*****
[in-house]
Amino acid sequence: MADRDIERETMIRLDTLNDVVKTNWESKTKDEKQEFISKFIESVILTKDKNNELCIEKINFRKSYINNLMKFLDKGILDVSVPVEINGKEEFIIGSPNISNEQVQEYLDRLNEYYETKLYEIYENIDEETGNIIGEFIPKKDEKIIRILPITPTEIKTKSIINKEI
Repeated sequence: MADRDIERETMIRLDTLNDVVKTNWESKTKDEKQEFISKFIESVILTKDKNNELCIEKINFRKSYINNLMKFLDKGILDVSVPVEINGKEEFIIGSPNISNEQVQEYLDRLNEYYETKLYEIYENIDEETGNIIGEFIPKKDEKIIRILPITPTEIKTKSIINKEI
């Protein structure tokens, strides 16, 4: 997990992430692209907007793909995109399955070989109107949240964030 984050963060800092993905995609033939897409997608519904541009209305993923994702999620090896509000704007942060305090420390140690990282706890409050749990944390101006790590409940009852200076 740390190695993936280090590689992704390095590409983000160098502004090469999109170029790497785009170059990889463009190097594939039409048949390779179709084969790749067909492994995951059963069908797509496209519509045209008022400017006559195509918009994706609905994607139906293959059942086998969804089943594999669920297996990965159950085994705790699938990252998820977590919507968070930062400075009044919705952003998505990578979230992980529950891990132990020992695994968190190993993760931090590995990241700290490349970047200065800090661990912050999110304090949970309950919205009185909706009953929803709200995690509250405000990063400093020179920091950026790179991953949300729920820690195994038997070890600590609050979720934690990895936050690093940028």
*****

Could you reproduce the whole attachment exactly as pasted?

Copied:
[in-house]
Amino acid sequence: MADRDIERETMIRLDTLNDVVKTNWESKTKDEKQEFISKFIESVILTKDKNNELCIEKINFRKSYINNLMKFLDKGILDVSVPVEINGKEEFIIGSPNISNEQVQEYLDRLNEYYETKLYEIYENIDEETGNIIGEFIPKKDEKIIRILPITPTEIKTKSIINKEI
Repeated sequence: MADRDIERETMIRLDTLNDVVKTNWESKTKDEKQEFISKFIESVILTKDKNNELCIEKINFRKSYINNLMKFLDKGILDVSVPVEINGKEEFIIGSPNISNEQVQEYLDRLNEYYETKLYEIYENIDEETGNIIGEFIPKKDEKIIRILPITPTEIKTKSIINKEI
């Protein structure tokens, strides 16, 4: 997990992430692209907007793909995109399955070989109107949240964030 984050963060800092993905995609033939897409997608519904541009209305993923994702999620090896509000704007942060305090420390140690990282706890409050749990944390101006790590409940009852200076 740390190695993936280090590689992704390095590409983000160098502004090469999109170029790497785009170059990889463009190097594939039409048949390779179709084969790749067909492994995951059963069908797509496209519509045209008022400017006559195509918009994706609905994607139906293959059942086998969804089943594999669920297996990965159950085994705790699938990252998820977590919507968070930062400075009044919705952003998505990578979230992980529950891990132990020992695994968190190993993760931090590995990241700290490349970047200065800090661990912050999110304090949970309950919205009185909706009953929803709200995690509250405000990063400093020179920091950026790179991953949300729920820690195994038997070890600590609050979720934690990895936050690093940028």